I’m so excited to be reviewing Annie’s sophomore novel Tiger Queen, and I can happily say that she did not fall prey to the sophomore curse with this one. It’s an exciting, unique and empowering fantasy novel that will easily leave readers swept up in it’s dessert setting.

I’ve been lucky enough to call Annie a friend (as many in the online book community have come to) since her debut novel A Touch of Gold was announced. She is such a sweet person and so great to her readers – I just adore her. This book means a lot to me because not only did Annie thank me in the acknowledgements of the book, but she thanked my entire TBR and Beyond team – how cool is that? I might have squealed a bit at that! It was such a lovely surprise.

Ok Melanie – stop gushing! Let’s get this review started already! Tiger Queen is a retelling of a famous short story, The Lady and the Tiger. The short story is one that is completely open ended and the readers are left to imagine – well the author has obviously thought about this story a lot and turned the story completely on its head and made her own unique take on what exactly happens after that short story ended. No, you don’t have to read the short story to go into Tiger Queen – the author sets everything up for you from beginning to end.

Our protagonist Princess Kateri is reaching the age where she must prove to her people and father that she is worthy enough to rule the kingdom when the time comes. To do this she will be tested, she must fight 12 suitors that have come to marry her (and take their spot ruling the kingdom), but if she can win all 12 battles then she not only wins the kingdom, but her right to make her own decisions. Her father, the King has been brutally training her since she was young, to be able to fight in these battles. He has shown her little compassion but Kateri still seeks nothing more than his acceptance and thinks she will finally get it if she can prove her worth in the battles.

On the other side, we have the Desert Boys lead by the charismatic Cion. They are considered thieves and rebels and a complete plague on the city, at least according to the palace. The city is in a massive drought and people are getting sicker and dying because of it. Cion and the boys have taking water from the palace wells for themselves and others – we have a little Robin Hood vibe going on here I think. The palace has been trying to track down the Desert Boys hideout without no results but that may all change.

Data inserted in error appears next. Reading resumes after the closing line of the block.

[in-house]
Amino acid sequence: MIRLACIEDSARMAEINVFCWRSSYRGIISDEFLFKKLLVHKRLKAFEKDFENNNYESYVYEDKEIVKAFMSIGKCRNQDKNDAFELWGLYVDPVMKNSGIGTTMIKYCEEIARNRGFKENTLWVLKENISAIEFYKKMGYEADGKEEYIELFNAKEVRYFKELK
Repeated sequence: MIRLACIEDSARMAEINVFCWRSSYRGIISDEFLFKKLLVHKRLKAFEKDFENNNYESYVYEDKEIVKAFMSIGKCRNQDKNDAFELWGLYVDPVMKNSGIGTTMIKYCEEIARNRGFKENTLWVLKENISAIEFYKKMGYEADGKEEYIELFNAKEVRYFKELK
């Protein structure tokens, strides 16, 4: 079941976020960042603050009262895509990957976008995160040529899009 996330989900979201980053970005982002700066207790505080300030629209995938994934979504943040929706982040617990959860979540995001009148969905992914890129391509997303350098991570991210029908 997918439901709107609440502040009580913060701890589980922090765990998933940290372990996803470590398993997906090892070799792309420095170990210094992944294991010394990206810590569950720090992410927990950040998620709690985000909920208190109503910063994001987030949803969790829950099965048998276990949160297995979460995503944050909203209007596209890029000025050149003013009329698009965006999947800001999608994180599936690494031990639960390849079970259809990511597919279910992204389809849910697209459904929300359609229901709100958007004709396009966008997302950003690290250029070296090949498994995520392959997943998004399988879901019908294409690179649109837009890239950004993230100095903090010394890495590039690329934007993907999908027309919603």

I don’t want to go any further than that, you should read the book and let it unfold. From there we get lots of betrayal (lots!) – Kateri and Cion have to work together despite their feelings towards each other and a lot of hard choices have to be made. Guys, it gets pretty intense – there are even hungry freaking tigers!

I loved the characters in Tiger Queen. Kateri does start out very frustrating, I’m not going to lie. I wanted to slap her many times over in the beginning, but I promise she grows and evolves and I loved her to pieces by the end of it. Cion is a great male lead, loved his compassion, strength and, of course, banter. The world building is strong in this one, I feel like the author took the time to set everything up, so you could really imagine everything going on. Keep a drink of water close by – you will get thirsty! The battle scenes were epic and exciting. I loved the mythology that is woven into the story and build up at the end definitely paid of. Overall, I highly recommend checking this desert fantasy out. Also, it’s a standalone! We love a fantasy standalone from time to time!
Profile Image for Umairah (Sereadipity).
188 reviews108 followers
September 14, 2019
Tiger Queen was a thrilling desert tale about a woman fighting to improve the lives of her people and prove her own worth. It was a clever retelling of the short story, 'The Lady, Or The Tiger?' and I really enjoyed it!

Plot: 4/5
Characters: 4/5
Writing: 4/5

Kateri was the princess of Achra who was tasked with killing twelve of her suitors in arena fights to assert her right to be queen. However, when she realised that her final suitor was a man she wasn't skilled enough to beat, she fled to the desert to join her sworn enemies, the Desert Boys, to train and gain the necessary skills to win. She not only improved her fighting abilities but learnt so much about the state of her people and the type of queen they needed her to be.

I liked Kateri's sheer determination to succeed and how she was willing to put in the required work to achieve her goals. Throughout the book she went on a journey and realised that so many things she firmly believed in weren't as true as she once thought. I also loved the training montage trope and the various challenges she faced to improve her skills. The way Sullivan drew up parallels between Kateri and the caged tigers was very intriguing. Furthermore, I liked how her relationship with Cion slowly grew stronger and I think they make a good couple.

The word building in the book was excellent and I loved finding out about the various intricate and unique customs and traditions. I found all of the different legends, animals and places interesting as well. Nevertheless, I don't think the plot was gripping enough for me to give the book five stars but that wasn't a major hindrance to my enjoyment as the characters were good enough to almost make up for it.